Saturday, August 28, 2010

Oakley SI Assault Boot Review Update - Boot Week

Back in June I reviewed the Oakley SI Assault Boots here on Grey Ops. In a nutshell, I remarked how the boots were extremely light and comfortable, but pricey and probably not that sturdy. Since then, I've had the opportunity to wear both the black leather and tan suede versions many times, and want to provide an update on them.

First off, I want to go over the good points about this footwear. These boots look great, are as light as a cross-training shoe, and require absolutely no break-in time. But their best feature is their EXTREME comfort. They literally feel like wearing SLIPPERS on the job and on the field, and I've jokingly referred to them several times as "a couples retreat for the feet".

That said, they do have their problems. A Grey Ops reader mentioned some in the comments section of the original review, and I'll quote from his comments to highlight some points.

"I find them VERY hot compared to my Wellco and Danner hot weather boots. These do not vent or disipate heat well at all."

I have no experience wearing hot weather boots, however I don't find the boots that warm at all. Certainly my feet have sweat worse in the Vipers, and definitely in a pair of Danner Telson GTX (probably due to the GORE-TEX lining).

"Its important to remember these are "assault boots" not an infantry combat boot (ICB). There is no steel shank in them so you will feel rough stone if it hits the sole in the right place".

This is true, however I don't feel that an ICB is needed for playing paintball. Unless you're constantly playing on gravel or very rocky ground (which wouldn't make for a very hot paintball field), a steel shank only adds needless weight in a game where you need to move fast and be light on your feet. Although I can see how an actual infantryman would need them if he had to carry 150 pounds of equipment on him...or maybe 150 pounds of bodyfat.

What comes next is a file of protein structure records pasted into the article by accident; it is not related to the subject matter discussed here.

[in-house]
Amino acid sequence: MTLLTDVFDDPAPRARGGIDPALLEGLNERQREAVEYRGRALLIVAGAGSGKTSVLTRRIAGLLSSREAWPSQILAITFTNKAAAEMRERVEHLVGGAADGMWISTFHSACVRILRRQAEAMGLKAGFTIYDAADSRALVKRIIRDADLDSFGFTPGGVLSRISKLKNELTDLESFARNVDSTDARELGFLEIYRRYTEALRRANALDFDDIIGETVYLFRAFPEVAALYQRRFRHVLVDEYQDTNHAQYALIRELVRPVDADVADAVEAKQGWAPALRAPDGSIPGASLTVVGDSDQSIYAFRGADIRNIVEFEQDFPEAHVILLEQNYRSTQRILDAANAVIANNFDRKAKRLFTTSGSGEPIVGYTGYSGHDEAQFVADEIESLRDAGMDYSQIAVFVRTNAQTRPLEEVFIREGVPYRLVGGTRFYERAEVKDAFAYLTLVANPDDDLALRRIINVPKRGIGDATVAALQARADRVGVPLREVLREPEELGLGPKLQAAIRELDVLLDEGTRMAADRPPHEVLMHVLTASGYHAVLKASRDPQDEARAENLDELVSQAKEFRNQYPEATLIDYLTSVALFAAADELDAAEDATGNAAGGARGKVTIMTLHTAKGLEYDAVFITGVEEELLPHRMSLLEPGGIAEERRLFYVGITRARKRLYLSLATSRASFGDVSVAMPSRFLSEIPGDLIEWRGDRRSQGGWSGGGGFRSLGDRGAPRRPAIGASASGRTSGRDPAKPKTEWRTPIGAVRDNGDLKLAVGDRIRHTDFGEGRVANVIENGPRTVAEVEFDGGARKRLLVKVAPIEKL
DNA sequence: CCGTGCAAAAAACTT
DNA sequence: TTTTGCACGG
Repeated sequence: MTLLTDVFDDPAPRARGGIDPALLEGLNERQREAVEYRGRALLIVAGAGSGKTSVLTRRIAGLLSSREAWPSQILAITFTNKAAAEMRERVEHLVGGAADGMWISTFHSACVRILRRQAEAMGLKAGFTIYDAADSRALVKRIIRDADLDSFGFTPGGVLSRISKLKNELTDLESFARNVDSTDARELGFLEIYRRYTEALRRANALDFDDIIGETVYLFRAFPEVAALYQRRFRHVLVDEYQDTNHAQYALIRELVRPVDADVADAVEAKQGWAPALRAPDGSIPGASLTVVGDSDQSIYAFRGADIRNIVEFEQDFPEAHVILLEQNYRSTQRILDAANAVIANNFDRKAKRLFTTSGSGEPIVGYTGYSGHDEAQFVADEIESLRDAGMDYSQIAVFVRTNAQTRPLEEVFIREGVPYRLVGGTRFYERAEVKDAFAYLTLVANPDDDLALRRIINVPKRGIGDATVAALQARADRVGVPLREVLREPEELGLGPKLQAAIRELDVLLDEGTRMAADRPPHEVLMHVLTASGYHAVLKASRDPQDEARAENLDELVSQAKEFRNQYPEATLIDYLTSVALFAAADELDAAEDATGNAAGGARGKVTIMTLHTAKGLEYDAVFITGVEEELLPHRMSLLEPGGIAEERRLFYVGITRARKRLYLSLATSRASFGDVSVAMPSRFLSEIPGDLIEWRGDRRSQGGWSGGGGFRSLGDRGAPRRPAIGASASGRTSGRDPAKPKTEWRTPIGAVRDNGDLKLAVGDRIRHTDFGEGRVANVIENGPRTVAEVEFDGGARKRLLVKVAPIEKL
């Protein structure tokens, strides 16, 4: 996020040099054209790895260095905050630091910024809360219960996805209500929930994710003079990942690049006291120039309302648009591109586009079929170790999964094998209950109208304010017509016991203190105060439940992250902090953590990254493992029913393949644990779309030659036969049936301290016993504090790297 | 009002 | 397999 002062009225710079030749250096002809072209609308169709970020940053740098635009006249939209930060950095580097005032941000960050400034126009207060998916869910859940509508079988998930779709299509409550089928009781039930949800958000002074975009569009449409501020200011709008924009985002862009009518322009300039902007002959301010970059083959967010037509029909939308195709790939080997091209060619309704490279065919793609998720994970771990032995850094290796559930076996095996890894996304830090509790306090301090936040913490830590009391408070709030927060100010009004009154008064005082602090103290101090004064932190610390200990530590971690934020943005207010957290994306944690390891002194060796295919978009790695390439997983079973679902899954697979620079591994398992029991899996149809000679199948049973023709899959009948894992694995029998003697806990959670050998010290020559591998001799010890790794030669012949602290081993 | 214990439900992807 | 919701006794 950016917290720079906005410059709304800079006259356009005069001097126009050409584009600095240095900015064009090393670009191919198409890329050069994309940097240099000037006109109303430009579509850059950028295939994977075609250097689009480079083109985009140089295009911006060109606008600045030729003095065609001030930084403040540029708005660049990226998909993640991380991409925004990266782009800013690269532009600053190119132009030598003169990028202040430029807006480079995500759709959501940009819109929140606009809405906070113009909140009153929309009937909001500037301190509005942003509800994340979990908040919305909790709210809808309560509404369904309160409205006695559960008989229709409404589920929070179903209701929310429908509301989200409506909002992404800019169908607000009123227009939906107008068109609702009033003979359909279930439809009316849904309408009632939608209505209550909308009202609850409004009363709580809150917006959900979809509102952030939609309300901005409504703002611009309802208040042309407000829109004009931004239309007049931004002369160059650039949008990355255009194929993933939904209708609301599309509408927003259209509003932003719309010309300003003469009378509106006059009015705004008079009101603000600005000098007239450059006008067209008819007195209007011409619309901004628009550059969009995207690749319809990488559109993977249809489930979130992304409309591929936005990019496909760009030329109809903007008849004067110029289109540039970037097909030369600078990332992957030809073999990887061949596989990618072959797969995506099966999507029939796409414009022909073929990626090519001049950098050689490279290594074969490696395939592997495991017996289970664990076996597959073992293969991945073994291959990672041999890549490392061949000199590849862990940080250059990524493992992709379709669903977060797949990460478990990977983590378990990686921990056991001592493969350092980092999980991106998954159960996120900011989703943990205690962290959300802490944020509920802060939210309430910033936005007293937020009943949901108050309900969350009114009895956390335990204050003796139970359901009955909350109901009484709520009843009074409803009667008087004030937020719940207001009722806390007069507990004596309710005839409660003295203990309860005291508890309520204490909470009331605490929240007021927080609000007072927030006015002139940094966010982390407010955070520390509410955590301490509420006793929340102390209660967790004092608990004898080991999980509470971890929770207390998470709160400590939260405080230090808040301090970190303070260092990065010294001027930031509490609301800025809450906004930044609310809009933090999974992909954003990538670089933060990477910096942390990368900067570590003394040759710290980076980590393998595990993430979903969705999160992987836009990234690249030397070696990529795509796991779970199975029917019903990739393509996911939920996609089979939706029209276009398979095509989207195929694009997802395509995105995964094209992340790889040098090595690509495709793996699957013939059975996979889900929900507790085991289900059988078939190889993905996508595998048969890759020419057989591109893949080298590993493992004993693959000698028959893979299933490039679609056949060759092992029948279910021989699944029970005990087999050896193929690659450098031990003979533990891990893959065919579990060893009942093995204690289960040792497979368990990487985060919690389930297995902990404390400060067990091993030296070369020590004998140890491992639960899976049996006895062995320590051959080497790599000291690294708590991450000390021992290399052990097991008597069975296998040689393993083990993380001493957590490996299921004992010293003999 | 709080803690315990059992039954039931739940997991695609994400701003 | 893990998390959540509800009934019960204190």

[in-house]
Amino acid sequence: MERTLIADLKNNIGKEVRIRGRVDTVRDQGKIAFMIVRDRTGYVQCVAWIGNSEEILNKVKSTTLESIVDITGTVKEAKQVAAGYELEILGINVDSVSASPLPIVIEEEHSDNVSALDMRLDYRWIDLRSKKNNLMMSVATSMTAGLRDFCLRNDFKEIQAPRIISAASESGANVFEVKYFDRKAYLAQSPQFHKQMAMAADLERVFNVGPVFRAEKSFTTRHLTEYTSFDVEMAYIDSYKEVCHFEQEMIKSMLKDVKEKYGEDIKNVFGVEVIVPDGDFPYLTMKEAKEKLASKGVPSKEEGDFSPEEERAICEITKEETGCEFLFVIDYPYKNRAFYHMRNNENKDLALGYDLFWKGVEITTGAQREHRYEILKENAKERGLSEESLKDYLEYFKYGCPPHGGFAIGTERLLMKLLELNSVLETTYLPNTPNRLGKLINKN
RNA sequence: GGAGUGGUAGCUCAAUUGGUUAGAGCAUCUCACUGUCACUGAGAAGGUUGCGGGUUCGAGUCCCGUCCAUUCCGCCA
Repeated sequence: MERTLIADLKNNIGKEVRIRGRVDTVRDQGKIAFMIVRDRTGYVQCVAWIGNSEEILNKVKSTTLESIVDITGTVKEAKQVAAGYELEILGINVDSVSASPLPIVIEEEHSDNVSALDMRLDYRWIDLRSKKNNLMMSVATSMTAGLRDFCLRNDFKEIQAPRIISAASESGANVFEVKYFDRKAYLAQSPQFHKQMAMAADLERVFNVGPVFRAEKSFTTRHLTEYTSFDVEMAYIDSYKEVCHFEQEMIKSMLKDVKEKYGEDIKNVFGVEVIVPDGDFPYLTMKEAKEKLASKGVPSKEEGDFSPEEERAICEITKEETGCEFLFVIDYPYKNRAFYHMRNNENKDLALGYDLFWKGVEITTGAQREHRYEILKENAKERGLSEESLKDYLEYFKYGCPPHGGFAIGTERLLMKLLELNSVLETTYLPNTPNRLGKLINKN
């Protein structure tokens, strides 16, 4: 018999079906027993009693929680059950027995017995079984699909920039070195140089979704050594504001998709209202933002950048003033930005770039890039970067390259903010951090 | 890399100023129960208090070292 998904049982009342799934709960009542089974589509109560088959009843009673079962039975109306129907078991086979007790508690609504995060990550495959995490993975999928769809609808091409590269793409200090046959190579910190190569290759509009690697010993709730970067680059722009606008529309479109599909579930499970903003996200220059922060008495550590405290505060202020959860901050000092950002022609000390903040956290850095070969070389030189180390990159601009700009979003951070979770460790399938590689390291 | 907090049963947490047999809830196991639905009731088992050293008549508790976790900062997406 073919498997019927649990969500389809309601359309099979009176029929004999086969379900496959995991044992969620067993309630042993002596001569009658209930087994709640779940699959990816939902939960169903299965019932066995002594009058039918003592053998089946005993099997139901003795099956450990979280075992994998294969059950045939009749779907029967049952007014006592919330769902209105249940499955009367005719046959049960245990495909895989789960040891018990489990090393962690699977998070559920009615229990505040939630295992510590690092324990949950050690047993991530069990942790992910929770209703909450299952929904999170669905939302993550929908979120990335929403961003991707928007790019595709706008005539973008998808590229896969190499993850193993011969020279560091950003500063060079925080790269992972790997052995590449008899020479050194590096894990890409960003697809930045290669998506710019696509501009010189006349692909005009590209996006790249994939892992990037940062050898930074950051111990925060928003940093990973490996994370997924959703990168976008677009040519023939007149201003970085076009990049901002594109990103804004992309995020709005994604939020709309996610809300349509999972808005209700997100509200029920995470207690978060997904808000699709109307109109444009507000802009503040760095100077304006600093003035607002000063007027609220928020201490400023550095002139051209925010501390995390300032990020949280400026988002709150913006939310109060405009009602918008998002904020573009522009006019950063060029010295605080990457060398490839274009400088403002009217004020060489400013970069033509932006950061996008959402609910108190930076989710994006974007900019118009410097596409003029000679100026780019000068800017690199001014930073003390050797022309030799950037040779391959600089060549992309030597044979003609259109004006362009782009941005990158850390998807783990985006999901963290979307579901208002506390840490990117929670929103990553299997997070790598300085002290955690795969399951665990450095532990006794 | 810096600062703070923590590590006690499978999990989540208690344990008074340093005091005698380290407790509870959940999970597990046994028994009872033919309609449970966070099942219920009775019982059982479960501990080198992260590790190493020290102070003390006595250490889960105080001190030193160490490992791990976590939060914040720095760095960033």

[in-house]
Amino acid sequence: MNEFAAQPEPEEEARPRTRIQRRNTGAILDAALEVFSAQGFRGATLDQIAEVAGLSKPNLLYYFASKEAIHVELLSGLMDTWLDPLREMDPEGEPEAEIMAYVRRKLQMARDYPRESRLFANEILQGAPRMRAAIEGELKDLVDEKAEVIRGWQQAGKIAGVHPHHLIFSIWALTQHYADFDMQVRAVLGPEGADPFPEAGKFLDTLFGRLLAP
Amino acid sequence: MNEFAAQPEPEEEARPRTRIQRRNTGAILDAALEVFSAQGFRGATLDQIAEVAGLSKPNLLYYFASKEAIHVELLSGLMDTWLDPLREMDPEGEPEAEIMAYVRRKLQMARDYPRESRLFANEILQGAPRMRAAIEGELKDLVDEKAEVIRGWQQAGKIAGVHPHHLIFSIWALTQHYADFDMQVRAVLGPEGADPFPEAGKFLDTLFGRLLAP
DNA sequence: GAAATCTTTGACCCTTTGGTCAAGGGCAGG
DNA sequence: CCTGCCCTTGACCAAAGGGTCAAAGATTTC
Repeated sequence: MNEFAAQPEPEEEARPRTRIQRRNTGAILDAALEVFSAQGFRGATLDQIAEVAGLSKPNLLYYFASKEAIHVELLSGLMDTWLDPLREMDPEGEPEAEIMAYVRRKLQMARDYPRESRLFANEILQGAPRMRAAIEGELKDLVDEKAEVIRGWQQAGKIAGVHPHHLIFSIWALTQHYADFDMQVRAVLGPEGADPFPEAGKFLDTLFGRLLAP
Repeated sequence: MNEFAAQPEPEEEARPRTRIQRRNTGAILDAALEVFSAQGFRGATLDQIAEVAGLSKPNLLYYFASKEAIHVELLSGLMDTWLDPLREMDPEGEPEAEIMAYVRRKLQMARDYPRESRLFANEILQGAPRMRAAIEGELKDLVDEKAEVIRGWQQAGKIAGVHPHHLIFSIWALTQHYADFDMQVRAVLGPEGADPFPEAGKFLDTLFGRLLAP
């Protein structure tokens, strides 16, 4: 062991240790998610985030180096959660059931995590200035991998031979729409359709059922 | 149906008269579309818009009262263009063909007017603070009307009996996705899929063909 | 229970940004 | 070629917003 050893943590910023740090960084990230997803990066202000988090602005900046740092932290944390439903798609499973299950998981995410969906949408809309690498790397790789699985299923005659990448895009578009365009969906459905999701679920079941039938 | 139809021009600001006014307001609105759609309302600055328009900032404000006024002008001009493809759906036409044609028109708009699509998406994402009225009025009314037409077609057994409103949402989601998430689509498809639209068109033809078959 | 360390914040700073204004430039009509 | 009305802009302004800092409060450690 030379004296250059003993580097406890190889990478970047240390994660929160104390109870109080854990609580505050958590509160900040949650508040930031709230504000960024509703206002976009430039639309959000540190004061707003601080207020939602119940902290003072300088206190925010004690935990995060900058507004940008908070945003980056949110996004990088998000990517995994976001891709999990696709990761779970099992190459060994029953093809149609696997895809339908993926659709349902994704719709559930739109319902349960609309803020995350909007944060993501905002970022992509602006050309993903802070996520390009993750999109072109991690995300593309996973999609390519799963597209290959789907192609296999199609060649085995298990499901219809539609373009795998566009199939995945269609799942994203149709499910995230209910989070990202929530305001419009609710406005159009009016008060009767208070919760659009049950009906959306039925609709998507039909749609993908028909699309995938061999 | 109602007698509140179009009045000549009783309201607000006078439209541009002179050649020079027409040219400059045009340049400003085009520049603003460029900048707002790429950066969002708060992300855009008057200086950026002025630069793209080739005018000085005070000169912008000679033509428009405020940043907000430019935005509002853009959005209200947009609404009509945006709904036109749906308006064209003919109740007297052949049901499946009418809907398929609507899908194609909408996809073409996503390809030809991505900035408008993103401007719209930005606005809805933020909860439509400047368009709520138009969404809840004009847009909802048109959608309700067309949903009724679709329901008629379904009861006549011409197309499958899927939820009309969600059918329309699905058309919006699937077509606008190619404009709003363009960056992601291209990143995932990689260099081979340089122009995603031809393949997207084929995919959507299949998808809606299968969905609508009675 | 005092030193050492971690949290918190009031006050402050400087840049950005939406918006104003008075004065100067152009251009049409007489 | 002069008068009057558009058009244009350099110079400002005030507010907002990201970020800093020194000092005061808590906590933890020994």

Under such circumstances, the immense weight would cave in the midsole in no time, and tactical boots like the Oakleys just wouldn't cut it. But in my opinion, for Milsim paintball, unless you're playing around the Grand Canyon or in the Rocky Mountains, an ICB is overkill.

"The treads are interesting looking, but useless in mud as they quickly clog and do not shed the mud as you move. The soles are glued not stitched, so waiting to see how they hold up."

I haven't had any issues in mud (yet), and the soles on mine seem to clean themselves pretty well. However, when the soles of the boots are wet, I slide every now and then on metal surfaces, and when getting in and out of the car (my right foot slides on the plastic flooring in the footwell). And I did notice squeaking on polished floors for a time at first, but as the surface of the soles has worn a bit, the squeaking has diminished.

"Apparently the US Issue Oakleys have none of these issues, and they off load the made in China versions to civs and the CF program. US made issued Oakleys are apparently very well done.I will use them for day hikers over duty/paintball boots."

I'll post the link to the Oakley U.S. Government Sales site to illustrate this. Note how they highlight "Manufactured in U.S.A." in bright red - is this another way to say "NOT cheap crap"?